Indigenous language speakers can now text, type and tweet in their traditional language thanks to a new app.
FirstVoices gives users access to over 100 Indigenous languages from Canada, the U.S., Australia and New Zealand, and its aim is to reinvigorate endangered languages for the mobile age.
"One thing we need to happen is for the languages to become part of our everyday life," said Trish Rosborough, an Indigenous education professor at the University of Victoria.
"Texting, Facebook messaging, using different forms of media is something we do every day ... so to bring our Indigenous languages that we're working hard to revitalizing into that space just gives it one more opportunity to be alive in our lives."
Combining previous language tools to build a unique keyboard system, users can switch between traditional languages on their mobile devices and enter symbols and words not previously available.
"When our languages are accessible and we're using them, they're visible and that's a huge part of reconciliation: to be visible, to be valued, for our languages to be supported," said Tracey Herbert, CEO of the First Peoples' Cultural Council, who created the app. Herbert is a member of the St'uxwtews First Nation, in Cache Creek, B.C., where they speak Secwepmectsin, which is available on the app.
Giving voice to upcoming generation
W̱SÁNEĆ Leadership Secondary in Brentwood Bay, B.C., is already using the app in the classroom. Grade 9 and 10 students text and email back and forth with teacher John Elliot as part of their daily lessons.
Elliot said the new app makes Indigenous languages "a little more accessible to them, and it gives them more reason to want to be using it and thinking in their own language," noting in the future, traditional languages can move away from a school subject and back into the home. The app will add to existing instruction resources.
"When our languages are accessible and we're using them they're visible and that's a huge part of reconciliation: to be visible, to be valued, for our languages to be supported," -Tracey Herbert, CEO, First Peoples' Cultural Council
For Herbert, the app is just one of many strategies she believes are necessary for full revitalization.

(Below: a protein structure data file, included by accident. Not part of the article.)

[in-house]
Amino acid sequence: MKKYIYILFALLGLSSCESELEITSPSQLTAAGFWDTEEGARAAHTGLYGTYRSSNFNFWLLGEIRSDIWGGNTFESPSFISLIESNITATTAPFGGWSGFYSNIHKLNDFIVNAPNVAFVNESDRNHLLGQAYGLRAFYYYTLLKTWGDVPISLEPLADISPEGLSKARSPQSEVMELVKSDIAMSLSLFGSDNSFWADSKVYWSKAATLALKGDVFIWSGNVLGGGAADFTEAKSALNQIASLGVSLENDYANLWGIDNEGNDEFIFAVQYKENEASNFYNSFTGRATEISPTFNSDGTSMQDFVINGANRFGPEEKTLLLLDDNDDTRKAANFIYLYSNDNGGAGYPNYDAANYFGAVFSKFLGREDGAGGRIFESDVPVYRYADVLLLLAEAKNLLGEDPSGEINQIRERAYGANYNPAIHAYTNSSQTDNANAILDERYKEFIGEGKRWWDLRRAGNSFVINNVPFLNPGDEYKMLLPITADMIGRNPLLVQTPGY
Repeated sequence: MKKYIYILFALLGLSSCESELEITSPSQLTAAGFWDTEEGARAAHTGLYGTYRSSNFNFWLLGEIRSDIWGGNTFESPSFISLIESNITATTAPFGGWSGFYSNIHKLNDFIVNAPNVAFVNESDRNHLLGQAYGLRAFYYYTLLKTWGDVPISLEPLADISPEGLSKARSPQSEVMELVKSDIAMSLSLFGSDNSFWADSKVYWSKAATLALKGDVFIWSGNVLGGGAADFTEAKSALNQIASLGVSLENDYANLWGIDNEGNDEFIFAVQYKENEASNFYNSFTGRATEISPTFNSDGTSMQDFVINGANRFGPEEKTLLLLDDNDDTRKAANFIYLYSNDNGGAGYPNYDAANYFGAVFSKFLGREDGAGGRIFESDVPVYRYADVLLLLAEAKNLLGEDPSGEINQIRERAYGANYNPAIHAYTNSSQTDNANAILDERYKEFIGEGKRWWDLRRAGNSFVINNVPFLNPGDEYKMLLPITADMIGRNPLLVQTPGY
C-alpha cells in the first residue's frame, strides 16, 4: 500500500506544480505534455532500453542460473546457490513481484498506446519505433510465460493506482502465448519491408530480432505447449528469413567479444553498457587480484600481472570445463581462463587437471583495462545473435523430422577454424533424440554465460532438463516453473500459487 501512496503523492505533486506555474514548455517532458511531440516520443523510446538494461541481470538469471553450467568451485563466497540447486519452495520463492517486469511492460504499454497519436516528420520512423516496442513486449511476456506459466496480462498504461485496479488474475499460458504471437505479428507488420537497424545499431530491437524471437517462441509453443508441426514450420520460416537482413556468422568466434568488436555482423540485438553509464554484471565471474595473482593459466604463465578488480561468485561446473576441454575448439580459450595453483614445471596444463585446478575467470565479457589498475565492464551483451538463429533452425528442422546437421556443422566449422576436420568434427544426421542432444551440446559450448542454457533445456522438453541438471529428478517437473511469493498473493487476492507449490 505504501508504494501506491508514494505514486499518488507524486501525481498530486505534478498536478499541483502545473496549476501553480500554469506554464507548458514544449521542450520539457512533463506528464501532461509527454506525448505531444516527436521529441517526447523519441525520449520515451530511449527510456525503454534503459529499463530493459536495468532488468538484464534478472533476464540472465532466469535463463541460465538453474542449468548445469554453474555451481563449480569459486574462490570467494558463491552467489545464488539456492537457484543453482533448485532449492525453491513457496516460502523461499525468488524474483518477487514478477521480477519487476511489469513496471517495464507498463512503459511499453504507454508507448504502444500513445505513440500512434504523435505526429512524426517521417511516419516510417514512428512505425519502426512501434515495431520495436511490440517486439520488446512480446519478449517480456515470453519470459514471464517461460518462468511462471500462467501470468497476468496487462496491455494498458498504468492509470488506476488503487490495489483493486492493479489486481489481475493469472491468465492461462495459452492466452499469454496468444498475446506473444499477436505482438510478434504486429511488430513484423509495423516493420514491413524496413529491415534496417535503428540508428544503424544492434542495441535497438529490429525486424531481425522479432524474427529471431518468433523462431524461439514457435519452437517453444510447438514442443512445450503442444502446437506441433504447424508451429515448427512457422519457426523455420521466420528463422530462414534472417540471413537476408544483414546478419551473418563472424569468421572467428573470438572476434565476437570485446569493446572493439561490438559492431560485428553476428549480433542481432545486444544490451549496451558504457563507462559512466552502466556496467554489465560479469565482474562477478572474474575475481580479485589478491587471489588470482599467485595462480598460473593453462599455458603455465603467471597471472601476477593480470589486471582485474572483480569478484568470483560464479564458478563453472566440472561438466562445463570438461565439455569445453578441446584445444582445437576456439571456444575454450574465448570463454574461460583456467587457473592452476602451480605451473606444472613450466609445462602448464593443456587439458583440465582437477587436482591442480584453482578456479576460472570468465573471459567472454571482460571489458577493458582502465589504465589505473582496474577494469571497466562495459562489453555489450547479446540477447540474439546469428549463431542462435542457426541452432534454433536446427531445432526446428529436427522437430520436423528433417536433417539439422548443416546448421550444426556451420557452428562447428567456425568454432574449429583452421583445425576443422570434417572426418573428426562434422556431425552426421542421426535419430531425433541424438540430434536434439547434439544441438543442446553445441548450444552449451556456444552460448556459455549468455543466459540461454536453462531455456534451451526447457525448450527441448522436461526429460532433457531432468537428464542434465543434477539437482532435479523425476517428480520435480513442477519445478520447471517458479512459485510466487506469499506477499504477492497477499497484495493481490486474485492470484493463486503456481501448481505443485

"Even though maybe in B.C. only four per cent of the people are fluent, that's not going to stop us for developing technologies that are going to allow the people that can write in their language to use them every day, and to encourage people to that are learning their languages to use these types of tools for language learning and sharing," she said.
For the release of the app, a social media campaign was launched encouraging users to share posts written in their traditional language.
Multiple strategies needed
According to a 2014 report on the Status of B.C. First Nations Languages from the First Peoples' Cultural Council, Indigenous communities face mounting challenges in fostering and restoring traditional languages.
Out of 31 First Nation communities and 61 dialects in the province, four per cent of speakers are fluent in their mother tongue, the majority over the age 65. Ten per cent of the population are reported as semi-speakers. The Tsilhqot'in dialect, spoken in the southernmost point in B.C. has the most with 864 fluent speakers. The Ski:xs dialect, spoken around the northern coastal town of Klemtu, has one semi-speaker out of 541 people.
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Rosborough celebrates apps such as FirstVoices, having downloaded it herself to learn Kwak'wala, which her mother spoke fluently. She believes a full immersion into the language is the most effective path towards revitalization.
She echoes Herbert's call for multiple strategies, and said she still relies on elders and fluent speakers in her family for a full understanding of her mother tongue.
"The elders in our community — not too many of them are on Facebook … the younger generation can really pick up these tools and use them — but we're highly dependent on the fluent speakers and engaging them."
The FirstVoices app is available for download for free for Apple and Android devices.